Violent Clashes in Tripoli Highlight Libya’s Persisting Security Vacuum

Fighting between armed groups in western Libya over the last few weeks has thwarted domestic and international efforts to bring the violence to a close, underscoring the ongoing fragility of security in the north African country.

Fighting between armed groups in western Libya over the last few weeks has thwarted domestic and international efforts to bring the violence to a close, underscoring the ongoing fragility of security in the north African country.

Rival militias have clashed in Tripoli, Libya over the last few weeks, sparked by the deaths of 39 people and 119 others who were wounded, according to an August 30 statement posted by the Ministry of Health of the U.N.-backed Government of National Accord (GNA). The violence between competing armed groups in and around Tripoli highlights the massive security vacuum that has developed in the north African country since the fall of former dictator Muammar Gaddafi in 2011. The country will face additional challenges in December, as it prepares for upcoming democratic national elections agreed upon at a summit held in Paris in May, and attempts to implement the outcome peacefully.

Fighting erupted in the suburbs of Tripoli on August 26 when the Seventh Brigade, also known as Kaniyat, from the southeastern Tripoli suburb, Tarhouna, attacked the Tripoli Revolutionaries’ Battalion (TRB), and its allies: the 301, Rada, the Abu Salim Brigade, and Nawasi.

Clashes continued until the evening of August 29, when the groups briefly agreed to a ceasefire. Unfortunately, the violence resumed later the next day; many residents fled or were evacuated from the area to escape the heavy artillery and airstrikes.

The clashes were partially motivated by the GNA’s consolidation of power over armed groups operating in the capital city. A reduced number of militias in Tripoli, however, has led to the concentration of power in a few armed groups in the capital city. The Seventh Brigade and other militias outside of Tripoli are increasing resentful of these powerful Tripoli militias, such as the TRB.

“[T]he profits derived from the capture and misappropriation of state resources are now concentrated within a small group of actors who are mostly from Tripoli itself.”

According to researcher Wolfram Lacher, a senior associate at the German Institute for International and Security Affairs (SWP), “[T]he profits derived from the capture and misappropriation of state resources are now concentrated within a small group of actors who are mostly from Tripoli itself.” He added, “[T]hat’s a very dangerous situation because it excludes powerful forces from access to levers of the state and administration, and this is now causing those forces to build alliances against the big militias in Tripoli.”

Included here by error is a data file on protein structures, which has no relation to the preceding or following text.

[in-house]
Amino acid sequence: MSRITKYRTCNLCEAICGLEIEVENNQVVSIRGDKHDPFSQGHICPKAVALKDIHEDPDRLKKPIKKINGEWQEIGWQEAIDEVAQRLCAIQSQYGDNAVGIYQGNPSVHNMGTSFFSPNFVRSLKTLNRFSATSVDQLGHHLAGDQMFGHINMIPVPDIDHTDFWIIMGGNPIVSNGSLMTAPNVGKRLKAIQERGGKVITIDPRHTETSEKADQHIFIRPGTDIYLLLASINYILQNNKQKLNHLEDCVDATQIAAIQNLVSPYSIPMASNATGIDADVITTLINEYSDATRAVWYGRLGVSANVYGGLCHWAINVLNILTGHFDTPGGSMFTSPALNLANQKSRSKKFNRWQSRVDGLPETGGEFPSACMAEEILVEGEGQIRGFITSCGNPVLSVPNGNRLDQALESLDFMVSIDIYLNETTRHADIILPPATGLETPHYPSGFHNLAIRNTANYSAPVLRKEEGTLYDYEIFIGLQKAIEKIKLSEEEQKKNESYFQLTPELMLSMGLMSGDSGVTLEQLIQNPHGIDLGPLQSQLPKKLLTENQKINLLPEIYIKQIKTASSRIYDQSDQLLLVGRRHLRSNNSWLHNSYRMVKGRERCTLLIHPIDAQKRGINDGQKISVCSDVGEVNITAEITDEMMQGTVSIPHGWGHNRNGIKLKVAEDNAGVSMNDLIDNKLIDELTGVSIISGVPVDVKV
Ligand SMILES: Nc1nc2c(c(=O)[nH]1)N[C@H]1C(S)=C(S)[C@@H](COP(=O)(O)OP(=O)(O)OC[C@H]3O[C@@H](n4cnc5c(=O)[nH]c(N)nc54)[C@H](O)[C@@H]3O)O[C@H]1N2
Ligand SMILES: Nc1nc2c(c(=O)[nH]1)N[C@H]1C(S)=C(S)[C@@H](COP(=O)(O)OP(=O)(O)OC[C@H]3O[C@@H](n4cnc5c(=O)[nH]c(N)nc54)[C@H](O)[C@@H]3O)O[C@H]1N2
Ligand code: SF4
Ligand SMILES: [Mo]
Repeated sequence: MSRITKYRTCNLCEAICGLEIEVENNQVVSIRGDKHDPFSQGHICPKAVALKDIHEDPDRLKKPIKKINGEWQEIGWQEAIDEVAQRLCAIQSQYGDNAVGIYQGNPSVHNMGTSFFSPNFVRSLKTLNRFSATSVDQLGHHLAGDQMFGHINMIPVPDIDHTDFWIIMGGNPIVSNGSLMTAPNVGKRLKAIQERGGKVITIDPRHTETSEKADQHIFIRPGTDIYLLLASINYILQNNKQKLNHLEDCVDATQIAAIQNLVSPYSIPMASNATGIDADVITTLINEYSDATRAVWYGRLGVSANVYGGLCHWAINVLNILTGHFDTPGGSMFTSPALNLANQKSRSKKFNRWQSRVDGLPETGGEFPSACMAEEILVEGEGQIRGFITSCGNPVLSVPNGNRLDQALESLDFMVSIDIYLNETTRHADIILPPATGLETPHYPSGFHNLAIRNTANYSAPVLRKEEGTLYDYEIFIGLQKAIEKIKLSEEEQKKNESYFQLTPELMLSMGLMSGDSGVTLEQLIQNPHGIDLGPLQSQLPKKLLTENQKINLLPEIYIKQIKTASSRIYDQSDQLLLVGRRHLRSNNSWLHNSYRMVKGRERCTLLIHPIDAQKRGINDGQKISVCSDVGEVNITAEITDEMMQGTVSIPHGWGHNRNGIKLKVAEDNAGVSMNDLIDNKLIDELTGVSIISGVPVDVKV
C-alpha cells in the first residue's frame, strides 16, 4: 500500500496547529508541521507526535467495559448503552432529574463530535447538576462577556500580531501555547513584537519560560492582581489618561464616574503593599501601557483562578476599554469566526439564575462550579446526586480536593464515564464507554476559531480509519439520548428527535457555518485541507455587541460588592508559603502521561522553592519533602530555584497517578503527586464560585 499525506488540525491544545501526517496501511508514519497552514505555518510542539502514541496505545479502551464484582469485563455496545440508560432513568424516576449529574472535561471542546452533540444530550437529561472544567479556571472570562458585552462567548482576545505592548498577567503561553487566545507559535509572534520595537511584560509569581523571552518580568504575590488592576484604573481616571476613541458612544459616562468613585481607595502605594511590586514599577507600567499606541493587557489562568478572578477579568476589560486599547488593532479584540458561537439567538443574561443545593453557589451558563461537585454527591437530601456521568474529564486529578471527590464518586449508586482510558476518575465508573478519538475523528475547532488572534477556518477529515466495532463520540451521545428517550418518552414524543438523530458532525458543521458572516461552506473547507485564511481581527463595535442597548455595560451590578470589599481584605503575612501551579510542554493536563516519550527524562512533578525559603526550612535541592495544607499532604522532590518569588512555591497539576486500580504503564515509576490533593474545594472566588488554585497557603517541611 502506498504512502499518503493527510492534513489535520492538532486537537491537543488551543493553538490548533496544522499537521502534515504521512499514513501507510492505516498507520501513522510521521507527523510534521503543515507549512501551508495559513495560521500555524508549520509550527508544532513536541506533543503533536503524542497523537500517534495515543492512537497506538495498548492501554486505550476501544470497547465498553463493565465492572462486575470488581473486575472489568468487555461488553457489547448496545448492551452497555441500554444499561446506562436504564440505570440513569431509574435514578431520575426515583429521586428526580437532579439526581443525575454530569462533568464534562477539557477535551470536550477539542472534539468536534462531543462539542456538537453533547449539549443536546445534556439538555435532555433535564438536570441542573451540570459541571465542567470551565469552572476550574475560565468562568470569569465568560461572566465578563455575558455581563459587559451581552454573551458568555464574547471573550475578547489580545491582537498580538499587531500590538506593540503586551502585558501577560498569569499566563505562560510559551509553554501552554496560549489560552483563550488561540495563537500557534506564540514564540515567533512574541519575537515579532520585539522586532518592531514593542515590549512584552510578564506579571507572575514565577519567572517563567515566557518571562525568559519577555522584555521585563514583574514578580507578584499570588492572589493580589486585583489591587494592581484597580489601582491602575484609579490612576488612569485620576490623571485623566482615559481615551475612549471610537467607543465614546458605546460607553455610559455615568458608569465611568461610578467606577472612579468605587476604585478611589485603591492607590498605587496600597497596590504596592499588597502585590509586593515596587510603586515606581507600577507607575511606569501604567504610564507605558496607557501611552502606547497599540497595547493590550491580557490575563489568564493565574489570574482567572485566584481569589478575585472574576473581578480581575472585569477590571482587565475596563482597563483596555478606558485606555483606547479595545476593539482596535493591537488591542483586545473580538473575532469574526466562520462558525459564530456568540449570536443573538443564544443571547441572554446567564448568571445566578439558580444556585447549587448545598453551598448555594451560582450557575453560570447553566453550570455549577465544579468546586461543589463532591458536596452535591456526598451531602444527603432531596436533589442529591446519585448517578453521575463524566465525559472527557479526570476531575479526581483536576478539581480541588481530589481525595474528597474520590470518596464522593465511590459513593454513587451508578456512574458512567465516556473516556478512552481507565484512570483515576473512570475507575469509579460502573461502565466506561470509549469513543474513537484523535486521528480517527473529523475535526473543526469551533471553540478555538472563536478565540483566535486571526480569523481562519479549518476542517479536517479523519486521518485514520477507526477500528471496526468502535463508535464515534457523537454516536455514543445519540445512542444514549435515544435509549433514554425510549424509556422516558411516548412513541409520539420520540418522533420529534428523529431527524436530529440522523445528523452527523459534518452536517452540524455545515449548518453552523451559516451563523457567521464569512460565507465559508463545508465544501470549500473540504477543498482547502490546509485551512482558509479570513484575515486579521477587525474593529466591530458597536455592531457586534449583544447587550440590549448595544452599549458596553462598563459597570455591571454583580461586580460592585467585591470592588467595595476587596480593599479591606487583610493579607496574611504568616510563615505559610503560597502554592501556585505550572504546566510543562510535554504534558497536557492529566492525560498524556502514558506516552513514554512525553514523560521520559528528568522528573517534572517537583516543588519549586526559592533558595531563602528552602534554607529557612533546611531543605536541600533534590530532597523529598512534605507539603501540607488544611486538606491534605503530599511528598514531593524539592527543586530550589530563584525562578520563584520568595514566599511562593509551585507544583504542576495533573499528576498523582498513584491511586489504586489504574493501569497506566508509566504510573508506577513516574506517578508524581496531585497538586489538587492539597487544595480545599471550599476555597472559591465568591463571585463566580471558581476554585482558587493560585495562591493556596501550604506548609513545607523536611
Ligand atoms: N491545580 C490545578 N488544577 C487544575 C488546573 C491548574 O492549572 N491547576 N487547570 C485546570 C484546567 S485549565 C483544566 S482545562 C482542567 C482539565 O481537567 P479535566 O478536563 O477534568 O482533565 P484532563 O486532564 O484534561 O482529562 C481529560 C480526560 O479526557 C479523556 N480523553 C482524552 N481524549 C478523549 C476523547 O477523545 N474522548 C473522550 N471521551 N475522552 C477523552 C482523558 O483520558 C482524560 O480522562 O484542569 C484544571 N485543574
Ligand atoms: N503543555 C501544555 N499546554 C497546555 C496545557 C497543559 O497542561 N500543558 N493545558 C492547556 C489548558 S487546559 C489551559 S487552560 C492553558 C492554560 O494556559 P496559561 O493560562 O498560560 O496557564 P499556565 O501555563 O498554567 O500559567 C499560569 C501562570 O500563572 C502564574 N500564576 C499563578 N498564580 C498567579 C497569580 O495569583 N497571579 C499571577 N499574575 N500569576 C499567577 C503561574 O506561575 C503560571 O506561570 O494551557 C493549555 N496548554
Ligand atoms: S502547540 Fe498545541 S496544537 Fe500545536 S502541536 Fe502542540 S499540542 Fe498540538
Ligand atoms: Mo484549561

The militias are all loosely affiliated with the GNA. The TRB and Nawasi are associated with the Ministry of Interior and the Seventh Brigade operated for a time under the Ministry of Defense. The head of the GNA, Fayes al-Sarraj, however, claims that the Seventh Brigade has been dissolved since April.

The Presidential Council (PC), which presides over the GNA, condemned the GNA over the violent clashes in a statement: “We warn these gangs and outlawed groups that have terrorized civilians and residents [that] there is no space for such lawlessness and chaos. We have given orders to the interior ministry to counter these attacks.”

The U.S., U.K., and France also issued a joint statement condemning the persistent escalation of violence in Tripoli and its environs. The statement reads: “[W]e are calling on the armed groups to immediately stop all military action and warn those who seek to undermine stability, in Tripoli or elsewhere in Libya, that they will be made accountable for it.” The U.N. mission to Libya echoed its concern over “the use of indiscriminate fire and heavy weapons in densely populated residential areas, endangering civilian lives, and reminds all parties of their duty to protect civilians, in accordance with international humanitarian and human rights law.”

The clashes have affected many non-combatant civilians, including children. Human Rights Watch reports that 18 of those killed were civilians and four were children. Additionally, thousands of migrants and refugees were reportedly trapped in state detention centers throughout Tripoli without food or water after guards fled their posts due to the fighting.

The U.N. relocated around 300 migrants from the Ain Zara area in southeastern Tripoli to the Abu Salem detention center in Tripoli, which was deemed a “safer location.” However, Doctors Without Borders (MSF) claimed on August 31 that some 8,000 detainees were still at risk. Ibrahim Younis of MSF in Libya stated, “[T]he recent fighting demonstrates that Libya is not a safe place for migrants, refugees and asylum seekers.”